The National Institute for Health and Care Excellence advises general practitioners to reconsider treatment if patients show no response after 4-6 weeks of antidepressant use.4 Limited evidence is currently available to guide doctors in the management of patients who meet the ICD-10 (international classification of diseases, 10th revision) criteria for depression after taking a serotonin-noradrenaline reuptake inhibitor (SNRI) or selective serotonin reuptake inhibitor (SSRI) at an adequate dose for a minimum of six weeks.5 Several drug strategies have been proposed, including increasing the dose, switching antidepressants, combining two antidepressants, and augmenting the antidepressant with another psychotropic drug, such as lithium or an antipsychotic.6 A systematic review of antidepressant combinations for those who did not respond to monotherapy found that the small number of trials and methodological drawbacks of those trials precluded definitive conclusions about effectiveness, and some of the combinations carry a substantial risk of adverse effects and are not considered appropriate for initiation in primary care.7 There is a pharmacological rationale for adding a second antidepressant with a different and complementary mode of action to SSRIs or SNRIs. Mirtazapine, a noradrenaline (α2 adrenoreceptor) and serotonin (5 hydroxtryptamine receptors 2 and 3) antagonist, has the potential for an additive and perhaps synergistic action with SSRIs and SNRIs and could enhance clinical response compared with monotherapy with SSRIs or SNRIs. Four trials have been carried out of this combination against SSRI and SNRI monotherapy in participants who are treatment resistant and in those without treatment failure, with mixed results.891011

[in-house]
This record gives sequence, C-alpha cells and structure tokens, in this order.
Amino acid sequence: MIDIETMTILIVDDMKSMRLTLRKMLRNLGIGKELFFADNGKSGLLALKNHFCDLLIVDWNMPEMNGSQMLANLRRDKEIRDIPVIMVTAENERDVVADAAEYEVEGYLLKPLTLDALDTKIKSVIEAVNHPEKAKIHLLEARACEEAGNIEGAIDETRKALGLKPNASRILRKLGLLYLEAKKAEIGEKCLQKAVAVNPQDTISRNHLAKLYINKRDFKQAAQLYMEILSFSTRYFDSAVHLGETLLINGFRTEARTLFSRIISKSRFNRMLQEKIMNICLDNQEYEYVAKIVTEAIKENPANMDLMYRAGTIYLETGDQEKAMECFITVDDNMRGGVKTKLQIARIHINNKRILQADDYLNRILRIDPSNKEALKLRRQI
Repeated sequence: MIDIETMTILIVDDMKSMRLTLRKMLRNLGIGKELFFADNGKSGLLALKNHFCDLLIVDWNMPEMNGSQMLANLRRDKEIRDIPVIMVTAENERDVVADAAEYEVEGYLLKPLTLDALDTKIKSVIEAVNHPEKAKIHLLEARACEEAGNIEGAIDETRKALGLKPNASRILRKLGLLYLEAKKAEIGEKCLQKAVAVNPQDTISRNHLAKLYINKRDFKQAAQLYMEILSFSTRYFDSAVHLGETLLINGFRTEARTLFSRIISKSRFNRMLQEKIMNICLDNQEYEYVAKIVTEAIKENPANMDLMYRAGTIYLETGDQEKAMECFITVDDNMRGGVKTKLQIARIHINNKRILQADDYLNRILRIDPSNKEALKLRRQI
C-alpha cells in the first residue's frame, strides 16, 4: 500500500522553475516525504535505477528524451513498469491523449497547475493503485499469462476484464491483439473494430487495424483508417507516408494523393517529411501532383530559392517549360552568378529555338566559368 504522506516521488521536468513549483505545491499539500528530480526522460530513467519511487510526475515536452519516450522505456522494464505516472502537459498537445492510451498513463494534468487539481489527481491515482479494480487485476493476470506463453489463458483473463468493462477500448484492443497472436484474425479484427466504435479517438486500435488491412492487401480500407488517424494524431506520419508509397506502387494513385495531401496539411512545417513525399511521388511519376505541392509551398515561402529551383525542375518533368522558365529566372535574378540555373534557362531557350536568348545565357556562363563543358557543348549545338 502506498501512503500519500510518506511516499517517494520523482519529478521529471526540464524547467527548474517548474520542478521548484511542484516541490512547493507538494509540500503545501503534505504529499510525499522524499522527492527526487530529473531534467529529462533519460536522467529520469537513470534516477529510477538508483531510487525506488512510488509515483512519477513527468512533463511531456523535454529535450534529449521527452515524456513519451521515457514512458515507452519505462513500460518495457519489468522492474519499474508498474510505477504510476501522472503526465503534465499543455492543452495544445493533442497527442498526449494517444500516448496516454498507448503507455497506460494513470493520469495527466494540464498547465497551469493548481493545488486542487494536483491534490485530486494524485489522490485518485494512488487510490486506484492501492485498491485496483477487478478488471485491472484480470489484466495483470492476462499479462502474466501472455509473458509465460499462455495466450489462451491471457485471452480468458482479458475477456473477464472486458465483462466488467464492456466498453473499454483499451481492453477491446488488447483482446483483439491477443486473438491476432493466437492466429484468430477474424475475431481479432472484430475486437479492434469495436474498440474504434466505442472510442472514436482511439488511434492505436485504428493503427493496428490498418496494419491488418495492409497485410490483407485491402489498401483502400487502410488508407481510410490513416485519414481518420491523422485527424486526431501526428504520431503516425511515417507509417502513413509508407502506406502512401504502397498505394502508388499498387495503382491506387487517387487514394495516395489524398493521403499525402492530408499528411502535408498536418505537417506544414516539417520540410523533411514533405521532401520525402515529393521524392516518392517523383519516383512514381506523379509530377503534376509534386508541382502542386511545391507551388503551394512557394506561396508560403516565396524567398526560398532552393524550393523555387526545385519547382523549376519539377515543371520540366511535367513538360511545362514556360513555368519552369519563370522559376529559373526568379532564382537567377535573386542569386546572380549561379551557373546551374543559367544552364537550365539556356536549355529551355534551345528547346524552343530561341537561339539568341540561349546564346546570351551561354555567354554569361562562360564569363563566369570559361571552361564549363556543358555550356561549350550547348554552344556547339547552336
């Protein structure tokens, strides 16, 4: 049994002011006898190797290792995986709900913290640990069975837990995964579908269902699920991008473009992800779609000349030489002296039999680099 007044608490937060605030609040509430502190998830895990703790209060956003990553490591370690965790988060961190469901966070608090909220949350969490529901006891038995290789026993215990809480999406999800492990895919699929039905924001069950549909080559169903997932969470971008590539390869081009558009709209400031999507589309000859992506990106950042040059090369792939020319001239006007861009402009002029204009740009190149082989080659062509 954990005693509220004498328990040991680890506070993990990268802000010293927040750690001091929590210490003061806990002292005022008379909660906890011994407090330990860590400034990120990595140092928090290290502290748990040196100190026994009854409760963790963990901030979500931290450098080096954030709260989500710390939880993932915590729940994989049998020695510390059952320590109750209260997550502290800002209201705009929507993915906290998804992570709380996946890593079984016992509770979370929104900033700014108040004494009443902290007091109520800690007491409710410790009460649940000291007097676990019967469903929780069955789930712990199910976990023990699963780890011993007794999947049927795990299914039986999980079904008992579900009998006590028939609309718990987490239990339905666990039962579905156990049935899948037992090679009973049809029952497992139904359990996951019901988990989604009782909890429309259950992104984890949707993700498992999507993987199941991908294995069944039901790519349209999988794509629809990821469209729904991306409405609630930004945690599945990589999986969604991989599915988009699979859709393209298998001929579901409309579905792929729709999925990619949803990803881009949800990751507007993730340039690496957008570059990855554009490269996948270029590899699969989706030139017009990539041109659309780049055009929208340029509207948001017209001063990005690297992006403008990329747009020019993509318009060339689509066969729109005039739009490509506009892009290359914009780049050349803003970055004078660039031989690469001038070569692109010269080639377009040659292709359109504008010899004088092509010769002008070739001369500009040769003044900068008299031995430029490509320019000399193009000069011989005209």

We determined the effectiveness of adding mirtazapine to an SSRI or SNRI in reducing depressive symptoms and improving quality of life at 12 weeks (primary follow-up) and at 24 and 52 weeks compared with adding placebo for patients in primary care who still experience depression after an adequate course of treatment.
Study design and participants
The MIR Study was a two parallel group multicentre pragmatic placebo controlled randomised trial with allocation at the level of the individual. We recruited participants from general practices in areas surrounding the four centres of Bristol, Exeter, Hull, and Keele/North Staffs. Eligible participants were aged 18 years or more, had used an SSRI or SNRI antidepressant at an adequate dose for at least six weeks, were adherent to treatment, had a Beck depression inventory, second revision (BDI II) score of 14 or more,12 and fulfilled the ICD-10 criteria for depression. We excluded patients with bipolar disorder, psychosis, major alcohol or substance misuse, a diagnosis of dementia, and an inability to complete the questionnaires, and women who were pregnant, breast feeding, or planning pregnancy.